Subject: I have found a CD that I think you would enjoy
|Steve Reich, Arthur Murphy, Jon Gibson|
Steve Reich: Four Organs; Phase Patterns
Genres: Dance & Electronic, Jazz, Special Interest, Rock, Classical
This is the GOOD version
Mike Willmot | ON, Canada | 12/16/2005
(5 out of 5 stars)
"There's been a lot of confusion about the piece "Four Organs." 'What's the confusion' you may ask yourself. Well, the truth is that a lot of people hate this piece when, in fact, it's fudging unbelievably amazing. But I can understand those who don't like the piece; there's good reason to when you've heard any version of it besides this one. I can't fully back up that statement but lemme tells ya, I recently got the box set of steve reich's works. God, was I disappointed. Four Organs suuuuuuucked!!! My ears were in pain. It sounded like there were three very quiet organs and one ridiculously loud one. Seriously though, this piece is like making love to woman and it has to be good the first time through or you could be scarred. I honestly feel bad for anyone who heard the 'bang on a can' one first. Buy this album, or if you're a dirty thief, download it. The main point is don't settle for sh#%."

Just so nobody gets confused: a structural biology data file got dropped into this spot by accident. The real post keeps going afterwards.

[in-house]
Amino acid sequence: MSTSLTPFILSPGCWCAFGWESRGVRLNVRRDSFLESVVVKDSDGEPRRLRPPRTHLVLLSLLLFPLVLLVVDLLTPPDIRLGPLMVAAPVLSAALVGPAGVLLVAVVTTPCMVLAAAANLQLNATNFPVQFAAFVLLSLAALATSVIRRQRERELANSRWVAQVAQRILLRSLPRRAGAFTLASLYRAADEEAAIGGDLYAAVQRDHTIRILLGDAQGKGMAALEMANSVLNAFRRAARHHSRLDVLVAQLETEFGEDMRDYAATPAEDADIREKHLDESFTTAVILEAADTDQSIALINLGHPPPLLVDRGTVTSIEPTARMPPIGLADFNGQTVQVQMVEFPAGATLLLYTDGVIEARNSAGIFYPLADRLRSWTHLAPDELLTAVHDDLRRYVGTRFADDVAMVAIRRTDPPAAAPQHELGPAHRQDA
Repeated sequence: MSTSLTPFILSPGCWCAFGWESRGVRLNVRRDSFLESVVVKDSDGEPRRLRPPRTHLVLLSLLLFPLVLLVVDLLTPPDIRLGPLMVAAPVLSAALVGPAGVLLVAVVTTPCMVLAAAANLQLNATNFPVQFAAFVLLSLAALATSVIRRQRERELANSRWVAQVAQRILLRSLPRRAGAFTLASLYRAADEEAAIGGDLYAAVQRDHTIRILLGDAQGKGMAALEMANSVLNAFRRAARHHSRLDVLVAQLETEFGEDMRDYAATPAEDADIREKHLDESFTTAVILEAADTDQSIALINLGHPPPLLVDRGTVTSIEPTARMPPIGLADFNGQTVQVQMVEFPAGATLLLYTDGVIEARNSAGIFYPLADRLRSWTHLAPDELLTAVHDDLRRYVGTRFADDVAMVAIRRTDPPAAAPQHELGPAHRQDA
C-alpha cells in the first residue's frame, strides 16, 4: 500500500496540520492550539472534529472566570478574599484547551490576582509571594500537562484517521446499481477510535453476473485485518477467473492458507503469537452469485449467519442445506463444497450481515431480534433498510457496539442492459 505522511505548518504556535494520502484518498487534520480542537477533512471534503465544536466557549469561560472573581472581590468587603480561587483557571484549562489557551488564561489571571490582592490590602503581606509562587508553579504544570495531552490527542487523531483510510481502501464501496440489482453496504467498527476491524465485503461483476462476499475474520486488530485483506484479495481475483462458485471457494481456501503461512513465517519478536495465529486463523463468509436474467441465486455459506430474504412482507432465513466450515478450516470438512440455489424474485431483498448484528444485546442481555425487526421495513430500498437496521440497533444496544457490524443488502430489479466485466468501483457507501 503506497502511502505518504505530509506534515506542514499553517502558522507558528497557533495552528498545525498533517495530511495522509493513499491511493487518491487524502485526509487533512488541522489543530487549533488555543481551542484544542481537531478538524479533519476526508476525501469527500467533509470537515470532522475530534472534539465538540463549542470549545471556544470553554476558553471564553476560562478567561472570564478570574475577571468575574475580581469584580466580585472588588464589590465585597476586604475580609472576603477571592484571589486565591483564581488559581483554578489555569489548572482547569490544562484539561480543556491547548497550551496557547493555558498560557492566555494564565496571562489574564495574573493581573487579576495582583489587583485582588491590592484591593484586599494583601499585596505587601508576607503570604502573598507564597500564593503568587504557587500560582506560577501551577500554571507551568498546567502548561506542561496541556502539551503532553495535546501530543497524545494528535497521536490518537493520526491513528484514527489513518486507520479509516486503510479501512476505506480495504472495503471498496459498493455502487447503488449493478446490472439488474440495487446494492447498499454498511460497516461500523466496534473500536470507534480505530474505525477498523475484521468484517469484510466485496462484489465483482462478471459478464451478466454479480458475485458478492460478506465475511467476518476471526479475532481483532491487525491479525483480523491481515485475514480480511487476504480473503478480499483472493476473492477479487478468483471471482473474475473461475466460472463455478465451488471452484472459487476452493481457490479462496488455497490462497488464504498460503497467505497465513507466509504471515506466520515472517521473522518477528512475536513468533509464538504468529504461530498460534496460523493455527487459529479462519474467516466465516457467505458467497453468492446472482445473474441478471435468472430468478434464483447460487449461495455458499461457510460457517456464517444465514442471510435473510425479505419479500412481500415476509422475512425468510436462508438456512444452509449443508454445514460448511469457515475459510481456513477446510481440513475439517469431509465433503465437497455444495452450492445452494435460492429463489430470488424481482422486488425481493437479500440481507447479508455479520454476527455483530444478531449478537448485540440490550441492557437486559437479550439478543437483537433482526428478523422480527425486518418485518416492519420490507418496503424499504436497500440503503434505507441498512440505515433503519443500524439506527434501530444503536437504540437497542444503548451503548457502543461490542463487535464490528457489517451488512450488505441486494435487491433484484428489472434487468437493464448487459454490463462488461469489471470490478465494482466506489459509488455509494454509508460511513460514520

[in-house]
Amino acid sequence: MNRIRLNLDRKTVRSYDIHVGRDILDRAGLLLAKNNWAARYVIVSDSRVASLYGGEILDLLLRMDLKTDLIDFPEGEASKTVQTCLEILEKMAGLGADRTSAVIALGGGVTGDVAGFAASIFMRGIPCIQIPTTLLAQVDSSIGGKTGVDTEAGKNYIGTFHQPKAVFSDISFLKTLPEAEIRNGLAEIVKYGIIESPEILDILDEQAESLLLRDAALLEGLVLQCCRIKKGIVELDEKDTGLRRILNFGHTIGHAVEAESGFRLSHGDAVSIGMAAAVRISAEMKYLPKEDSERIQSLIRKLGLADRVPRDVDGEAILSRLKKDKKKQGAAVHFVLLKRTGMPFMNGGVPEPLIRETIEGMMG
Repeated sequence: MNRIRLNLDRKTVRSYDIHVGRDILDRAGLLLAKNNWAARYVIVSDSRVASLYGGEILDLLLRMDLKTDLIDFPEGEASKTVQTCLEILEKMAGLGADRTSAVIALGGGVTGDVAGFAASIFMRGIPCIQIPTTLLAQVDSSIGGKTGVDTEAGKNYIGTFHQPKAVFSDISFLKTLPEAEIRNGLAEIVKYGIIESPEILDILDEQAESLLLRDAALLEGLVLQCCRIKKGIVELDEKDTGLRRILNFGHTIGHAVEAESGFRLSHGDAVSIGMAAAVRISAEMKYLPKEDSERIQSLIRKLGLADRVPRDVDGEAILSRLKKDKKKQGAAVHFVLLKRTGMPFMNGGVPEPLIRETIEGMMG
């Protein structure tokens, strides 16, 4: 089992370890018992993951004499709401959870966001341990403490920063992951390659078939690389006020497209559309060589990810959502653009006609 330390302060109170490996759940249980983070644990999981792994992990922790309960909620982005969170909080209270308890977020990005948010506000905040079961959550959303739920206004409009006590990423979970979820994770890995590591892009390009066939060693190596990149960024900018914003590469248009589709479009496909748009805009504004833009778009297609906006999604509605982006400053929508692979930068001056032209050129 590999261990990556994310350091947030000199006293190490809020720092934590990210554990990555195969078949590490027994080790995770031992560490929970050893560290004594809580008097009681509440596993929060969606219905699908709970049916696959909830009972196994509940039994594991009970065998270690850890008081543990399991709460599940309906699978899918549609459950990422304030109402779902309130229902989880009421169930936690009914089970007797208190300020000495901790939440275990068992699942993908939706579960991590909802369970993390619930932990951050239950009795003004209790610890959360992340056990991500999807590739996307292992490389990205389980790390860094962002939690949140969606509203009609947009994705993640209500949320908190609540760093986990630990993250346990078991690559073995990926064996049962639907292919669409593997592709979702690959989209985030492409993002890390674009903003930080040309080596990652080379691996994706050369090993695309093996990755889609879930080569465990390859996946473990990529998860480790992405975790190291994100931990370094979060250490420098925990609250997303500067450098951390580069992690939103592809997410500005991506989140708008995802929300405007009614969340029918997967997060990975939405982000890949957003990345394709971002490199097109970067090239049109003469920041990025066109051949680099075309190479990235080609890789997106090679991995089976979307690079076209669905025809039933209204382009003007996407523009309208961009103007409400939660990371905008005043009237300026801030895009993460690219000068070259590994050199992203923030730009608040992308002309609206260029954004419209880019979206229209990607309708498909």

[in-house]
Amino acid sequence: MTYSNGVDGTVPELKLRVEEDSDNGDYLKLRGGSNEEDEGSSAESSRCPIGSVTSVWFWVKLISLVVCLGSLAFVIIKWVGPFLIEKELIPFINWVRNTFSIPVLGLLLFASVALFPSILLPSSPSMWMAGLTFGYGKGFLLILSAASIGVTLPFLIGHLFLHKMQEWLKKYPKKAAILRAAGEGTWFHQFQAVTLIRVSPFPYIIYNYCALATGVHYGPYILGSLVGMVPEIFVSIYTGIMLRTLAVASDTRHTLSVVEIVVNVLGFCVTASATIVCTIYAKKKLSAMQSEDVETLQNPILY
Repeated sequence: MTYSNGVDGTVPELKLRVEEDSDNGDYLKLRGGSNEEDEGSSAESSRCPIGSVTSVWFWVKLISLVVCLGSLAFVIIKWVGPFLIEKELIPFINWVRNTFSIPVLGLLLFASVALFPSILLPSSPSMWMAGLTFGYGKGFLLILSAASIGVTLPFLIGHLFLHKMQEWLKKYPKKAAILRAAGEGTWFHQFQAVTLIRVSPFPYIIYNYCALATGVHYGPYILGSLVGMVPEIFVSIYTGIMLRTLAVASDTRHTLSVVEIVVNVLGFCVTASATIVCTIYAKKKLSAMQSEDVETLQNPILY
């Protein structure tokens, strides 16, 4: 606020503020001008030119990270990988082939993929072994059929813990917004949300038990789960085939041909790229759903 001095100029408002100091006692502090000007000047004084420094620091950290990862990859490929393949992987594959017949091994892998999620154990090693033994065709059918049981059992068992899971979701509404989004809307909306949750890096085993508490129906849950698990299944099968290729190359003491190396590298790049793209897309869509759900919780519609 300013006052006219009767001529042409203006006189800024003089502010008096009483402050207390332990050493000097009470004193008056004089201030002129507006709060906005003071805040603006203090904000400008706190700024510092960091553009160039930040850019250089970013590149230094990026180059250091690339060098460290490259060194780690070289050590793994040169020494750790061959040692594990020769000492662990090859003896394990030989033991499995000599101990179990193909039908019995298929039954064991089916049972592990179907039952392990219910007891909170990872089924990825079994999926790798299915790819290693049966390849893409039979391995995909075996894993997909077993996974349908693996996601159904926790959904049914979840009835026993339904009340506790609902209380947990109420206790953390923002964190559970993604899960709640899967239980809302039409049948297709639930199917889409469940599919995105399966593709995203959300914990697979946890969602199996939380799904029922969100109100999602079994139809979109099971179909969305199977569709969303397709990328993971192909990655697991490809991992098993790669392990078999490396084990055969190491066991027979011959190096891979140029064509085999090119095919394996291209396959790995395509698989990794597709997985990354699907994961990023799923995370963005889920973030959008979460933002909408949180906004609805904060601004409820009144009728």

directions | Space Time Foam | 10/21/2005
(4 out of 5 stars)
"This is early minimalism, a hard listen for those not used to the genre but for those who are initiated, it is a classic. The recording is live (without audience reaction included) and has both Philip Glass and Steve Reich (one of the few times) together. Four Organs is an intense piece, the same phrase played by the musicians, repeatedly but slowly until all the resonant frequencies and harmonies become apparent. I've seen it performed live and while it may sound easy to play, it requires a lot of team work to perform. Phase Patterns is not quite as good, the key idea of the piece to have a music phrase go in and out of phase. It doesn't work as well but it still holds up. If you haven't heard any Reich, I would suggest Music for 18 Musicians as a starter. Once you've immersed yourself in the world of minimalism, then by all means pick this one up. This is minimalist music when it was challenging the avant-garde classical world (then mired in serialist music) in the same mannor as free jazz did for jazz and punk did for rock."